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Truckload pricing on upward path, says new index from Cass Information Systems and Avondale Partners

By Jeff Berman, Group News Editor
November 11, 2011

A new indicator for truckload pricing, which was recently introduced by Cass Information Systems, the largest payer of freight bills with more than $17 billion in annual freight spend, and investment firm Avondale Partners, disclosed this week that per-mile truckload pricing saw significant gains in October.

Cass and Avondale said that this report is based on actual freight invoices paid on behalf of Cass clients, which accounted for more than $17 billion in 2010, and uses January 2005 as its base month. And they added that this index “isolates” the linehaul component of full truckload costs from other components such as fuel and accessorials, which in turn provides an accurate reflection of trends in baseline truckload prices.

Entitled the Cass Truckload Lineaul Index, the report stated that with the index valued at 108.8 in October—with a base value of 100—truckload pricing was up 9.8 percent in October. While this is an impressive annual increase, it falls short of September’s 111.0 index reading and annual pricing growth of 11.0 percent, which is the highest linehaul pricing increase from carriers since the 2005 baseline period, according to Cass and Avondale.

The report’s authors noted that October’s gains “reaffirms that capacity remains tight and carriers are being more disciplined regarding pricing and capacity additions in this cycle.” This has been the case for several months, given that tight capacity has created an environment in which carriers have regained leverage on the pricing side, following a particularly difficult 2009 and into 2010, which saw carriers take deep discounts at a time when there was more excess capacity.

Donald Broughton, Avondale Partners managing director, wrote in an October research note that the objective of this index was to deliver a more timely barometer of truckload pricing than the one provided by the American Trucking Associations (ATA), which does not fully “remove the effect of diesel in its revenue per mile series,” adding that the ATA’s revenue per mile series—on both a seasonally-adjusted or non-seasonally adjusted basis—tracks more closely with Cass’ Truckload Total Cost (per mile) Index, which is more sensitive to changes in diesel than with Cass’ Truckload Linehaul (per mile) Index. He added that whereas the ATA reports truckload pricing roughly 45 days after the end of the month, Cass data is ready to be analyzed three-to-five days after the end of the month.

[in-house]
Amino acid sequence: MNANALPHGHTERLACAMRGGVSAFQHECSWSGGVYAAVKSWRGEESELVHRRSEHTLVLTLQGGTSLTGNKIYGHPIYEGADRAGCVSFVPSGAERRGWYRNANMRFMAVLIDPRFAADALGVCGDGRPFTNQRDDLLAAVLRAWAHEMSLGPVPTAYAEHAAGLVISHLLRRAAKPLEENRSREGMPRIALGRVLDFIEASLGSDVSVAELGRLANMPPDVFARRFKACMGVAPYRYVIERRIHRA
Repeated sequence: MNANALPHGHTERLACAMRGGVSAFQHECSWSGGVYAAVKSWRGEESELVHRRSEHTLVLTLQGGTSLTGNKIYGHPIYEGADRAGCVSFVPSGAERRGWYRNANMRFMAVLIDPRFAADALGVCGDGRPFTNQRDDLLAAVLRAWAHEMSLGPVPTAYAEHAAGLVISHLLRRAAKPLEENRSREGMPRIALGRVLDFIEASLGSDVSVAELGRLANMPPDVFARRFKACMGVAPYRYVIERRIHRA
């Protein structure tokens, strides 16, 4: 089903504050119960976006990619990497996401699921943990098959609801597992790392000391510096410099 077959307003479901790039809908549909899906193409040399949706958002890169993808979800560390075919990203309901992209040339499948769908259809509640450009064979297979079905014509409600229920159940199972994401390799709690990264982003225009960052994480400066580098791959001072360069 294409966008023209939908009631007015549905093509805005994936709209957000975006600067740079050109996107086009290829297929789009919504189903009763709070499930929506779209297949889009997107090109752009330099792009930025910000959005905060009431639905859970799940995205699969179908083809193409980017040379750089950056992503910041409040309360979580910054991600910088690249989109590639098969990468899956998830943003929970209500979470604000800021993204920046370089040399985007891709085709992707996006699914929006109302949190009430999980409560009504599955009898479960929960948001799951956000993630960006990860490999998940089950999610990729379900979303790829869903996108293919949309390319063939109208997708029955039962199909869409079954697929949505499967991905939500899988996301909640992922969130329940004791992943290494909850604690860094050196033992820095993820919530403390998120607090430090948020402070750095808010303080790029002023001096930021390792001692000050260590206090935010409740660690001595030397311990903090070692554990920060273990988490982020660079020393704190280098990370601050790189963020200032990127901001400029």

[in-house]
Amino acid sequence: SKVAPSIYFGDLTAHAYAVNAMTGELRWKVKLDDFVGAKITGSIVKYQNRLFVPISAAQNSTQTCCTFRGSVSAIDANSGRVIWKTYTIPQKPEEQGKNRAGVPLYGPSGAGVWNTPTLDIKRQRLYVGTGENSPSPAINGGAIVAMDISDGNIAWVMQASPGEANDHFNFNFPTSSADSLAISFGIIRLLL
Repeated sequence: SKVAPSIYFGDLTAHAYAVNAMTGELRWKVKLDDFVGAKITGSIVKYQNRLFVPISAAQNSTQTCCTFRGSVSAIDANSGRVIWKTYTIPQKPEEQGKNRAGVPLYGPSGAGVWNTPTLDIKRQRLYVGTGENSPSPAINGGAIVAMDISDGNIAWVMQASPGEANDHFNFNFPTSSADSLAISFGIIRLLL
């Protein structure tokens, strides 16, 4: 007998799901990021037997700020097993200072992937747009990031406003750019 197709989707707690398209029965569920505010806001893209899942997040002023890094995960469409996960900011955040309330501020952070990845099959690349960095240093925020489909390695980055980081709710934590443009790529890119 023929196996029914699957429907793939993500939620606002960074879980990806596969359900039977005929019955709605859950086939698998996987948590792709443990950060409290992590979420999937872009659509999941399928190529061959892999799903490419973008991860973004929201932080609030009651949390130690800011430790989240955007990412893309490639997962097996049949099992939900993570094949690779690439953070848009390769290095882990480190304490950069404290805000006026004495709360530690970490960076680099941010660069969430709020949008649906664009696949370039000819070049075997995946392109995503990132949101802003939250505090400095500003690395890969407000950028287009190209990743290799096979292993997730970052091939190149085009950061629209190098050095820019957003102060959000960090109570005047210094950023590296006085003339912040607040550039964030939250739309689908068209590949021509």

“The fact that Cass processes $17 billion in freight bills annually is significant,” Broughton told LM in an interview. “The biggest concern initially when putting this together was protecting confidential information of Cass’ customers, as many of them compete directly with each other and do not want each other to have access to their respective freight spend. Once that was taken care of it is a matter of going through the data and delineating it to strip out accessorial and fuel-related charges.”

Removing fuel from the equation provides a better gauge of actual base prices, too, for both shippers and carriers, in that it provides a better baseline for gauging rates, said Broughton.

While Cass and Avondale are currently focusing on truckload pricing for this index, Broughton said they will also collaborate to put together similar ones for other modes in the future.

About the Author

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Jeff Berman
Group News Editor

Jeff Berman is Group News Editor for Logistics Management, Modern Materials Handling, and Supply Chain Management Review. Jeff works and lives in Cape Elizabeth, Maine, where he covers all aspects of the supply chain, logistics, freight transportation, and materials handling sectors on a daily basis. .(JavaScript must be enabled to view this email address).


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